Reading edge Interview: Seroconversion with A Queer Noise Manifesto

Photo: Seroconversion


During the fall of 2018, Reading Edge celebrates current manifestos. The manifesto has a long history of being a format for artists in which to proclaim and visualize art, society, and what art can be (is), as well as being an art form in itself. This fall, we return to the manifesto as an art form to re-discover, investigate and mobilize, enabling the manifestations of today’s interdisciplinary art practices to be articulated. One of the manifestos that is already represented in the Reading Edge Library is Seroconversion’s queer noise project A Queer Noise Manifesto, which Seroconversion also performed at the opening of Reading Edge in August, 2018. In connection with this focus, we asked Seroconversion – Birt Berglund and Johan Sundell – about their work and manifesto.

How did you initiate and develop Seroconversion?

Seroconversion was initiated in 2013, after a long period of conversations about doing a project together. Our first idea was to start a noise project, due to our shared interest in noise music as a genre. As we discussed queerness, we found some interesting similarities between the concepts of queerness and noise, which we took as our vantage points.

Seroconversion is a medical term for when the body’s immune system starts to produce antibodies to attack the cells infected with HIV. In A Queer Noise Manifesto, you refer to the ACT UP movement of the 1980’s and 90’s, which tried to draw attention to AIDS and HIV. In the queer context of today – theoretical as well as political – the AIDS epidemic and the silence and shame that surrounded it can sometimes feel distant. ‘That era is over’, if you know what I mean. How come you refer to that epoch in your work?

For us, it’s been important to relate to queer history. Even though male homosexuality is no longer synonymous with illness and death, at least not to the same extent, the silence and stigma still remain. Despite medical progress, antiretrovirals and preventive medication, not many HIV positive people live openly in Sweden, since it leads to suspicion and social repercussions. There is still a lot of ignorance in the wider population concerning the fact that HIV today is a disease that you can live with for many years, and that it’s not contagious as long as you medicate and keep the virus levels down. We were looking for a name that connotated both queerness and corporeality, so the term ‘seroconversion’ was a perfect match. It also functions as a metaphor for queer, bodily resistance. As ACT UP showed, the silence from governments around HIV and AIDS literally led to death for us queers. The activism of ACT UP was a direct and urgent response to the deadly silence. With their slogan ‘Silence = Death’, they showed how the queer ‘politics of life’ must include making noise, taking up space sonically, bodily and politically.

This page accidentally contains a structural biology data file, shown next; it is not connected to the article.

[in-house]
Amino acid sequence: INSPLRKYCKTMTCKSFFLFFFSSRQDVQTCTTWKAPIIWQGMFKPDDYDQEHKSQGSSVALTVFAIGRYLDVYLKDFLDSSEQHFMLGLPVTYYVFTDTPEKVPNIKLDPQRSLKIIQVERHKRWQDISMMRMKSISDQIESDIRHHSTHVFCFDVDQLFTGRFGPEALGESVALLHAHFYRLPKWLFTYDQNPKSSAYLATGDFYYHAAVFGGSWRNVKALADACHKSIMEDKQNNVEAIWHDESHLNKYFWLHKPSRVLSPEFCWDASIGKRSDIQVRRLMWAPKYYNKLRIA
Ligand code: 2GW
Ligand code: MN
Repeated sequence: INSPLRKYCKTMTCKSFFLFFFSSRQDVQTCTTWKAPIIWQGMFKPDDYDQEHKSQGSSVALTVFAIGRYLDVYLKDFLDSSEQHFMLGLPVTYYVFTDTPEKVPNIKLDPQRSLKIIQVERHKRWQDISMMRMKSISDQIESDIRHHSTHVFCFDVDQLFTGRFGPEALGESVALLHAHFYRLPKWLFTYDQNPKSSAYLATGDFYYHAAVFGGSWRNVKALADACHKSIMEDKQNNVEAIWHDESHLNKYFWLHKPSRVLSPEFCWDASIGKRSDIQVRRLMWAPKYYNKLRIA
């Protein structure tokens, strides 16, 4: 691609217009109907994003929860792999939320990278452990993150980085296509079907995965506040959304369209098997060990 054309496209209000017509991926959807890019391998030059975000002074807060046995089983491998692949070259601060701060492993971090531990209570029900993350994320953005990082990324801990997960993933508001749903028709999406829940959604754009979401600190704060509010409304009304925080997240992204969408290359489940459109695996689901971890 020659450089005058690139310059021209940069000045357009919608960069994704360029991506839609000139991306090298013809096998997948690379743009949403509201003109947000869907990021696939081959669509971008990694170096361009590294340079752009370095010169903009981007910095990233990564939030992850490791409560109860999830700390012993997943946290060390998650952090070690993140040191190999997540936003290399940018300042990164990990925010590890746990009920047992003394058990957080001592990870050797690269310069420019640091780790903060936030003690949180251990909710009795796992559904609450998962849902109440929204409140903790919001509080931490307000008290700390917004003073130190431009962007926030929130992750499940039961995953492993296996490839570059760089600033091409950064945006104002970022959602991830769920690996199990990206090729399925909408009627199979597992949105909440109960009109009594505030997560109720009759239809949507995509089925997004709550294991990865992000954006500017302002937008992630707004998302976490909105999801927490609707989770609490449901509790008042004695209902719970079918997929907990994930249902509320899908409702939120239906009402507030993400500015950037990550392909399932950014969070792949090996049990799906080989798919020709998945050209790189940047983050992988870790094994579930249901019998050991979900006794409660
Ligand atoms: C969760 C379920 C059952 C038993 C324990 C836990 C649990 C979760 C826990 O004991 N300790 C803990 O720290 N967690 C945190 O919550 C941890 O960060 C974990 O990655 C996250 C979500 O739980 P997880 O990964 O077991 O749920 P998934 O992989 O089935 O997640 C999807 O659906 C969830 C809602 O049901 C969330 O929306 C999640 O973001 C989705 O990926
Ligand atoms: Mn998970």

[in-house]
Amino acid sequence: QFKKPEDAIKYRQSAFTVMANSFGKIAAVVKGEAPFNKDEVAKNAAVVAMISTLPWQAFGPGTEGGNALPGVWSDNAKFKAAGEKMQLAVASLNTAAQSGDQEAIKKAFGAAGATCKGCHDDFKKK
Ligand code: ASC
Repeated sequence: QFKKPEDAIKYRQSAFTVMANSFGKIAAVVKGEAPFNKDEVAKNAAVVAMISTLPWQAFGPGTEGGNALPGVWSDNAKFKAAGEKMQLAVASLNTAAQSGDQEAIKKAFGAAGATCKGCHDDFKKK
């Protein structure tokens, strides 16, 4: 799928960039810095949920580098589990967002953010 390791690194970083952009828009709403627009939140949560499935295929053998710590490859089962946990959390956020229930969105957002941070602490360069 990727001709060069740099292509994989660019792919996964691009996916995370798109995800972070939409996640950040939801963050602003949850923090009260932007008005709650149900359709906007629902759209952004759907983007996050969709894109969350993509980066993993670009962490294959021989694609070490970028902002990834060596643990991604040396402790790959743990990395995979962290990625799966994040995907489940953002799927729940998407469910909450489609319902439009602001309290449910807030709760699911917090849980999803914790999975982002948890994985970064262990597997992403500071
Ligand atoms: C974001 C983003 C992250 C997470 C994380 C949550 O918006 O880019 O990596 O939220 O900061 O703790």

One example of how the discourse around queerness as something dangerous and therefore unwanted has lingered is the fact that the policy of forced sterilization of transgender people remained in place in Sweden until 2013. In government investigation SOU 1968:28 concerning the gender affiliations of intersexual people, sterilization was motivated by reference to ‘a public interest for disciplined family relations.’ (It was deemed undesirable for a person with male genitals to be able to become a mother, and for a person with female genitals to be able to become a father.) The specific kind of gender trouble that the existence of transgender people created was portrayed as a deadly threat against Western civilization generally, and the Swedish ‘Folkhemmet’ specifically. To physically prevent trans people from reproducing became the bio-political way of curtailing the spread of queerness. It is somewhat ironic that this was maintained at the same time as the claim that homosexuality isn’t natural because same-sex couples are unable to have biological children, i.e. we can’t reproduce. If we can’t reproduce we are deemed unnatural, and if we can, we get sterilized.